Biological Psychology 7edition
Website-sourced Study Questions
Chapter 10: Vision: From Eye to Brain
The Visual System Extends from the Eye to the Brain
• The vertebrate eye acts in some ways like a camera
• Visual processing begins in the retina
• Photoreceptors transduce light into chemical reactions
• Different mechanisms enable the eyes to work over a wide range of light intensities
• Acuity is best in foveal vision
• Brightness is created by the visual system
1) The visual field is the entire area that you can see without moving your head or eyes, but the
sharpness of the visual image, known as visual acuity, is far greater toward the center than at
the periphery. It is for this reason that we constantly shift our gaze between different objects
in the environment.
2) The basic dimensions of our perception of light include hue, which varies through blue,
green, yellow, orange, red, and intermediates; brightness, which varies from light to dark;
and saturation, which varies from fullness to paleness. People with color blindness are
impaired in the perception of hue: about 8% of males and 0.5% of females exhibit some
degree of color blindness. Complete color blindness is therefore extremely rare.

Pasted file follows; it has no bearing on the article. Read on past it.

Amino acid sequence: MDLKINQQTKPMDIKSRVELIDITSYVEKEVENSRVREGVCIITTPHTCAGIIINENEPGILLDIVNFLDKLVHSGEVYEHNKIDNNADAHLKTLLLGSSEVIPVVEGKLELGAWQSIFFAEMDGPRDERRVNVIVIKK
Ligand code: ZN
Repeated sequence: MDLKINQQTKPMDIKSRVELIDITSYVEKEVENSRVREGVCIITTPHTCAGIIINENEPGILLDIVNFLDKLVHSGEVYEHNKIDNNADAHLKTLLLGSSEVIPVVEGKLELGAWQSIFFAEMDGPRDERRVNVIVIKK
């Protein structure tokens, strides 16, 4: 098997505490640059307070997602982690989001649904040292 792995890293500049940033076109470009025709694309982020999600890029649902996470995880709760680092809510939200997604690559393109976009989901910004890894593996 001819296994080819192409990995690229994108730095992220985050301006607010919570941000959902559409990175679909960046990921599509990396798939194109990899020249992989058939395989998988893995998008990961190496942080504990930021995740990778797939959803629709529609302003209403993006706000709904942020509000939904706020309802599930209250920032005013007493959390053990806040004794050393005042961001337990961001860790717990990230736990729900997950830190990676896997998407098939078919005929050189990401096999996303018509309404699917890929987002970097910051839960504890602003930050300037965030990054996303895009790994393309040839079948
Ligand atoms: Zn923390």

3) The apparent brightness of visual objects is subject to modification by the visual system; for
example, interactions between neighboring retinal cells can enhance contrast at the
boundaries of patches. The process that acts to enhance boundaries is called lateral
4) The visual system responds to electromagnetic radiation. In humans, the eyes detect quanta
of light energy, called photons, within a very narrow range of wavelengths, ranging from
400 to 700 nanometers (nm).
5) The blind spot is located laterally from the point of fixation for each eye and corresponds to
the location at which the optic nerve exits the eye (called the optic disc). In normal vision,
the brain fill(s) in this perceptual gap, so the blind spot is not noticeable.
6) Light travels in straight lines until it encounters the cornea, which causes the light to bend in
a process known as refraction. As this light enters the eye, it is further modified by the lens,
which is able to change its shape due to the ciliary muscles. This process is called
accommodation and results in the projection of a sharply focused image on the retina,
where the photoreceptors are located. The amount of light entering the eye is governed by the
size of the pupil, which may be increased by drugs (such as belladonna, or “beautiful lady”)
that block cholinergic transmission in the parasympathetic nervous system.
7) Fill in the missing information, identifying the four types of intermediate cells found in the
retina, their connections, and the potentials they produce.
a) Bipolars connect to ganglion cells and produce graded potentials.
b) Horizontal cells connect to receptor cells and produce graded potentials.
1 c) Amacrine cells connect to bipolar cells and ganglion cells and produce action potentials.